This report will be provided each quarter as a source for reliability, radiation results, NASA capabilities, and other information on programmable logic devices and related applications. This quarter will continue a series of notes concentrating on analysis techniques with this issue's section discussing the use of Root-Sum-Square calculations for digital delays.

13. Radiation tolerant combinational logic cell

NASA Technical Reports Server (NTRS)

Maki, Gary R. (Inventor); Gambles, Jody W. (Inventor); Whitaker, Sterling (Inventor)

2009-01-01

A system has a reduced sensitivity to Single Event Upset and/or Single Event Transient(s) compared to traditional logic devices. In a particular embodiment, the system includes an input, a logic block, a bias stage, a state machine, and an output. The logic block is coupled to the input. The logic block is for implementing a logic function, receiving a data set via the input, and generating a result f by applying the data set to the logic function. The bias stage is coupled to the logic block. The bias stage is for receiving the result from the logic block and presenting it to the state machine. The state machine is coupled to the bias stage. The state machine is for receiving, via the bias stage, the result generated by the logic block. The state machine is configured to retain a state value for the system. The state value is typically based on the result generated by the logic block. The output is coupled to the state machine. The output is for providing the value stored by the state machine. Some embodiments of the invention produce dual rail outputs Q and Q'. The logic block typically contains combinational logic and is similar, in size and transistor configuration, to a conventional CMOS combinational logic design. However, only a very small portion of the circuits of these embodiments, is sensitive to Single Event Upset and/or Single Event Transients.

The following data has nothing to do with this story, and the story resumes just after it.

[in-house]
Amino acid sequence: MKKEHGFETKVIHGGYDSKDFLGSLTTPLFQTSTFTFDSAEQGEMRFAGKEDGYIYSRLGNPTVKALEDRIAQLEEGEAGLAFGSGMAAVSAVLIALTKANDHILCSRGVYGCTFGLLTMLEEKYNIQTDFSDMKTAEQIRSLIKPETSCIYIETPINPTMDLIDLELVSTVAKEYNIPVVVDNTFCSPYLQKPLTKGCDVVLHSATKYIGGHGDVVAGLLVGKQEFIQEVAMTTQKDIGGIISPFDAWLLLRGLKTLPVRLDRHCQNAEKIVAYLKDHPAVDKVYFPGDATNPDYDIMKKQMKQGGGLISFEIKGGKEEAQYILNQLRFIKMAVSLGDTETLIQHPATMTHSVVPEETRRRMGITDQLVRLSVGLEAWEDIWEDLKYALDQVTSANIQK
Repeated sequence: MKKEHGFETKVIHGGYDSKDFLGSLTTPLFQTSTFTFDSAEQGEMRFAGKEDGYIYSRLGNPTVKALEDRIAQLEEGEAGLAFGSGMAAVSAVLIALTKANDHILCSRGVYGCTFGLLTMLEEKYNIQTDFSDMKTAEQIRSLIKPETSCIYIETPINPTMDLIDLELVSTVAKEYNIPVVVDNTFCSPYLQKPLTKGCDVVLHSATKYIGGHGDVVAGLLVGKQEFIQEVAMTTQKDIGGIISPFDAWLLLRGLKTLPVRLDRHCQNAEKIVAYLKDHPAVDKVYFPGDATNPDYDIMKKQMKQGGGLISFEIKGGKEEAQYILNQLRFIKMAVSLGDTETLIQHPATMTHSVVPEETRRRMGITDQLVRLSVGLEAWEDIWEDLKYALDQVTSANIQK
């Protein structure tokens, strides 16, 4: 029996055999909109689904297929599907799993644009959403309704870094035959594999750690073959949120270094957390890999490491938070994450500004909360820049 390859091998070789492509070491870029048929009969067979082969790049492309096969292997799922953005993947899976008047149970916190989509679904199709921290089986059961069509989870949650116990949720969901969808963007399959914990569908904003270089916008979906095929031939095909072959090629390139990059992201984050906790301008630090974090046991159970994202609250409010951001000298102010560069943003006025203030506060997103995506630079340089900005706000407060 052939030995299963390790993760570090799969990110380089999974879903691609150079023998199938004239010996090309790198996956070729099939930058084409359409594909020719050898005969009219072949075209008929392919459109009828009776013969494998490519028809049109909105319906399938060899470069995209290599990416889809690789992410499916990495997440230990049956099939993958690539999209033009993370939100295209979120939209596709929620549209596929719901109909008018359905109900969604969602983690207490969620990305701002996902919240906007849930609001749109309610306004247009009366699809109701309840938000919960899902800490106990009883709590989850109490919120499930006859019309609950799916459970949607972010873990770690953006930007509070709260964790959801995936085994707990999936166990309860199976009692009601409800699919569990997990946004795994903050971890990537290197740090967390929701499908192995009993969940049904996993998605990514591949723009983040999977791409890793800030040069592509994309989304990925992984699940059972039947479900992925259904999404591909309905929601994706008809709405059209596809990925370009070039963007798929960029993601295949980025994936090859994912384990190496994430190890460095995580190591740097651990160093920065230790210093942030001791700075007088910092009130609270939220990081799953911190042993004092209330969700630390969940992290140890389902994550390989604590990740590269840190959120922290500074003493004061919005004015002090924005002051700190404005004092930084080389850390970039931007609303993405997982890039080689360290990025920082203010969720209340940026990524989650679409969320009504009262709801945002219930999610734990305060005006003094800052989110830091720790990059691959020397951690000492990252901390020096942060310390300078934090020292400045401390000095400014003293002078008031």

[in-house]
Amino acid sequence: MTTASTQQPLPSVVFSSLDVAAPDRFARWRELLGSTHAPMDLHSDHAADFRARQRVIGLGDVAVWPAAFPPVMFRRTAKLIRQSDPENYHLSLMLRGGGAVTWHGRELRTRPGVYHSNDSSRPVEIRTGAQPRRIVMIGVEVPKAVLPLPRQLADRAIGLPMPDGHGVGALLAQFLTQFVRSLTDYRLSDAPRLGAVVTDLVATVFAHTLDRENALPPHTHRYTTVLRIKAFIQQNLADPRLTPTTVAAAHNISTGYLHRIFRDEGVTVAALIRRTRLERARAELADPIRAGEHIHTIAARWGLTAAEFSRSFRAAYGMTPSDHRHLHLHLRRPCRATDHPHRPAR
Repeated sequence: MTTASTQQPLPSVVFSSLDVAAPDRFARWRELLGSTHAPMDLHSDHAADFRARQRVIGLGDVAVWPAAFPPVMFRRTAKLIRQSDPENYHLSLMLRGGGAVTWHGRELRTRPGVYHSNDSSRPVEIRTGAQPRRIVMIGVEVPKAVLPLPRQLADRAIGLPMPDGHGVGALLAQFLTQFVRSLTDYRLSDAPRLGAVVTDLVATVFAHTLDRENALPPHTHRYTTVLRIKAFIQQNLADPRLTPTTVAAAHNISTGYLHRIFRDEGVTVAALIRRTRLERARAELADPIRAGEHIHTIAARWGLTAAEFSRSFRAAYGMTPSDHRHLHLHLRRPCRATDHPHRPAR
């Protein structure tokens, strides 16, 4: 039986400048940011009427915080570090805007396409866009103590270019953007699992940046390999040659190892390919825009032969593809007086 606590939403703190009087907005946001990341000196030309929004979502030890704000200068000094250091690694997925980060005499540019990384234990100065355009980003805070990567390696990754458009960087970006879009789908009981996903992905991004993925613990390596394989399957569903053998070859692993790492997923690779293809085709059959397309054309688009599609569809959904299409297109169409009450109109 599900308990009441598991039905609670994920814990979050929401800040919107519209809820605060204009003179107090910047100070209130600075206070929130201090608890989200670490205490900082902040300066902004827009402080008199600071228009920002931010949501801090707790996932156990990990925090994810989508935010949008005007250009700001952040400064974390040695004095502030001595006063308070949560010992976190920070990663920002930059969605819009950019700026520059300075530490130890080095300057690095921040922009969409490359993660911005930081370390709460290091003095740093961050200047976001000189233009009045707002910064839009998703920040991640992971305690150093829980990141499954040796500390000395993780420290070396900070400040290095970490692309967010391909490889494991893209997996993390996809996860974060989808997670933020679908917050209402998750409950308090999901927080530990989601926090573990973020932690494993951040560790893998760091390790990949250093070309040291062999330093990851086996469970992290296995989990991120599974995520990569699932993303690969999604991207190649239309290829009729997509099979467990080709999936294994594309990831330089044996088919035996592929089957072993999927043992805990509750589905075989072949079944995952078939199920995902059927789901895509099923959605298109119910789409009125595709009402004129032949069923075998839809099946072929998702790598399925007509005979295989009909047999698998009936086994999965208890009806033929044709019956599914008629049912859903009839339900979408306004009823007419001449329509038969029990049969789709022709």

14. Research on teacher education programs: logic model approach.

PubMed

Newton, Xiaoxia A; Poon, Rebecca C; Nunes, Nicole L; Stone, Elisa M

2013-02-01

Teacher education programs in the United States face increasing pressure to demonstrate their effectiveness through pupils' learning gains in classrooms where program graduates teach. The link between teacher candidates' learning in teacher education programs and pupils' learning in K-12 classrooms implicit in the policy discourse suggests a one-to-one correspondence. However, the logical steps leading from what teacher candidates have learned in their programs to what they are doing in classrooms that may contribute to their pupils' learning are anything but straightforward. In this paper, we argue that the logic model approach from scholarship on evaluation can enhance research on teacher education by making explicit the logical links between program processes and intended outcomes. We demonstrate the usefulness of the logic model approach through our own work on designing a longitudinal study that focuses on examining the process and impact of an undergraduate mathematics and science teacher education program.

15. Sandia ATM SONET Interface Logic

SciTech Connect

Kitta, Joseph P.

1994-07-21

SASIL is used to program the EPLD's (Erasable Programmable Logic Devices) and PAL's (Programmable Array Logic) that make up a large percentage of the Sandia ATM SONET Interface (OC3 version) for the INTEL Paragon.

16. Mathematical Teaching Strategies: Pathways to Critical Thinking and Metacognition

ERIC Educational Resources Information Center

Su, Hui Fang Huang; Ricci, Frederick A.; Mnatsakanian, Mamikon

2016-01-01